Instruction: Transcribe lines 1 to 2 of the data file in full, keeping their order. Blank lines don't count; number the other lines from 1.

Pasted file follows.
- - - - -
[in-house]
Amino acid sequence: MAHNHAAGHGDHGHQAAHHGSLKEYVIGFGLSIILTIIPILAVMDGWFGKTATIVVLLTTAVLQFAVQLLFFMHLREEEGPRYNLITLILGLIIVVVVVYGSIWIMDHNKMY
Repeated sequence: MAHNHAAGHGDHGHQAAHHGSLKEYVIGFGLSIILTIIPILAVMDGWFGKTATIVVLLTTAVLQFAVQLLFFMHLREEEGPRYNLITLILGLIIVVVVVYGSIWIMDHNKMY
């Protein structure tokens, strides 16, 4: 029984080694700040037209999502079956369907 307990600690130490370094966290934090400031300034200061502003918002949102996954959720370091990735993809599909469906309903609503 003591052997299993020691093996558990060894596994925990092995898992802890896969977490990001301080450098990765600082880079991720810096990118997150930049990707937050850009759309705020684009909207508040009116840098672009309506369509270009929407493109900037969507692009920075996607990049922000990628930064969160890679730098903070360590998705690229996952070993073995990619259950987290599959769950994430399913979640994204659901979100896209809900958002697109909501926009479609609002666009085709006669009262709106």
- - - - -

[in-house]
Amino acid sequence: MAHNHAAGHGDHGHQAAHHGSLKEYVIGFGLSIILTIIPILAVMDGWFGKTATIVVLLTTAVLQFAVQLLFFMHLREEEGPRYNLITLILGLIIVVVVVYGSIWIMDHNKMY